In a little over a week, I’ll be in Hong Kong for the DRT Show.
I’m scheduled to give a couple of talks, one each about humpback whales (Megaptera novaeangliae) and sperm whales (Physeter macrocephalus), two species that I’ve spent many, many hours with.
Here’s the schedule:
- Talk 1: Humpback Whales on 12 December, 4:10pm
- Talk 2: Sperm Whales on 13 December, 4:00pm
Since getting back from Kyoto, I’ve been pondering how best to make use of the 40 minutes that the event organisers have allotted for each talk.
To start, I’ll be showing and talking about some images for the first time in public, ones like this photo of a sperm whale party:
And this picture of a baby humpback whale breaching:
But doing talks, for me at least, should be about more than just showing a bunch of photos. There needs to be a narrative, sharing of information and experience beyond just saying, “Hey, doncha’ think this photo is cool?”
There needs to be a reason for people to attend, and I would like for everyone who makes time in their schedules to walk away thinking: “Wow, I learned a lot. He’s not (quite) as clueless as he looks.”
Hours of pondering, enhanced by meticulously timed infusions of caffeine in various forms (coffee, pu-erh tea, green tea), has led me to decide to try something different…to make the two talks one.
35 minutes or so is far too short to convey more than a cursory introduction to either species, so trying to cram as much as possible about humpback whales into 35 minutes, for instance, would be frustrating for me and probably not entirely satisfying for people watching and listening.
But…if I create an hour+ presentation, 35 minutes or so devoted to humpbacks and the same to sperm whales, and give the entire talk over two days, I can convey some key points about each type of cetacean, but more interestingly perhaps, compare and contrast the two.
“Huh?” you might wonder. “Why would you do such a convoluted thing? You want me to listen to you twice?!!!!”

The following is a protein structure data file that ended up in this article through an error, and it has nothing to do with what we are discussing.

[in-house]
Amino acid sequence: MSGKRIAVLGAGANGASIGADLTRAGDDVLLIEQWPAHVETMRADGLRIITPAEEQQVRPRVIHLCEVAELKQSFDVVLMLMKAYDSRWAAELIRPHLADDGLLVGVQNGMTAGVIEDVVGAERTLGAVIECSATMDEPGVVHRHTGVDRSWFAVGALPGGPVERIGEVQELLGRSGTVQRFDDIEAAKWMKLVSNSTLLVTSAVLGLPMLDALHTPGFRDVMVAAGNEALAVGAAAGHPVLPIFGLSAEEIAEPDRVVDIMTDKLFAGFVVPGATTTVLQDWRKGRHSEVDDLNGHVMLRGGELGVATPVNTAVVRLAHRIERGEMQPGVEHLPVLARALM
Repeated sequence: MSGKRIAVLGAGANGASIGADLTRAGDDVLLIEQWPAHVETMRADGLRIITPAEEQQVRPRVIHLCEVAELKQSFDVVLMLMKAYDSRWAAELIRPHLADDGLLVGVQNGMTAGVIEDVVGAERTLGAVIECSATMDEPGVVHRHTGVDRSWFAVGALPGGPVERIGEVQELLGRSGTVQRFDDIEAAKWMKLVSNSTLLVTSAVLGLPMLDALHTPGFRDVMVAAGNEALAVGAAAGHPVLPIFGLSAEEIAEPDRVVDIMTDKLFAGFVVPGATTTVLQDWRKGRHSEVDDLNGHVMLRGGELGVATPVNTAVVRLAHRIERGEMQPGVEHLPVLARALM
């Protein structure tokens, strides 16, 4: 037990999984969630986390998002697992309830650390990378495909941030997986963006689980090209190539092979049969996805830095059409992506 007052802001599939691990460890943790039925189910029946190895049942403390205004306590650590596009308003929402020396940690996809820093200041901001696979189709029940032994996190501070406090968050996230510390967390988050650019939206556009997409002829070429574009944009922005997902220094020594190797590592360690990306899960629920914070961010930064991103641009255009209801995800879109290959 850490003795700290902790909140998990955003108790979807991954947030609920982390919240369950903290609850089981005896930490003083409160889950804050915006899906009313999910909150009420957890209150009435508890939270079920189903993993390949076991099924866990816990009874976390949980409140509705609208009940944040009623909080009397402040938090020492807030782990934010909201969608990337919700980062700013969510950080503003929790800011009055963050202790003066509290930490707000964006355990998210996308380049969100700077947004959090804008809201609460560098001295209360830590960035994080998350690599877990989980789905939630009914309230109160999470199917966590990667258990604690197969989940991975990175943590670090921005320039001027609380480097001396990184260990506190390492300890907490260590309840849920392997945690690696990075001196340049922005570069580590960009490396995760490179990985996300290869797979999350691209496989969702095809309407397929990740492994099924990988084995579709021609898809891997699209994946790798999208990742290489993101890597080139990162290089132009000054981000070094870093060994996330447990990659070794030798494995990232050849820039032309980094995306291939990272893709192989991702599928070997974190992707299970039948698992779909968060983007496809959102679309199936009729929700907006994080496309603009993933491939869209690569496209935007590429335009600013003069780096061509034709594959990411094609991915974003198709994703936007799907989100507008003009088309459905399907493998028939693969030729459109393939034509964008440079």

Well, humpbacks and sperm whales are representative of the two types of large cetaceans: baleen whales and toothed whales.
In other words, a whale is not just a whale. The term whale is a generic one that encompasses several dozen species (if you count the smaller cetaceans as well).
Though we refer to both humpbacks and sperms as whales, they are actually quite different in many respects—habitats, food sources, social structure, and so on.
The trick to pulling this off, of course, is that I need to make each talk self-contained, so that if you listen to me spiel about humpbacks on Saturday and decide that you couldn’t possibly put yourself through another of my talks, then you will have at least learned something about one species.
But if you do attend both days, I’ll be drawing comparisons and contrasts when I wrap up the second talk, so hopefully, you’ll walk away with an appreciation of two entirely different strategies and solutions for life as a large mammal in the big blue.
Sounds good, I hope?
A couple of asides:
Upcoming Trips: I’ve been communicating with everyone who expressed interest in joining me for trips next year. Some friends have had to change plans, as life unfortunately interferes with important things like having fun more often than should happen. My goal is to have a clear idea of trip openings by next week, so if you’re interested in joining me for a first-hand cetacean encounter, let me know via my contact form, or we can chat in person at the show.
WPOTY People's Choice Award: One of my sperm whale photos is up at the WPOTY contest site among the pictures selected for the People’s Choice Award. Please click through to take a look at my image and the other selected photos. There are a bunch of great photos. Vote for one that you like. It doesn’t have to be mine, though I’ll certainly appreciate your support if you do choose my image.
Ok that’s it. Now all I have to do is create the presentations…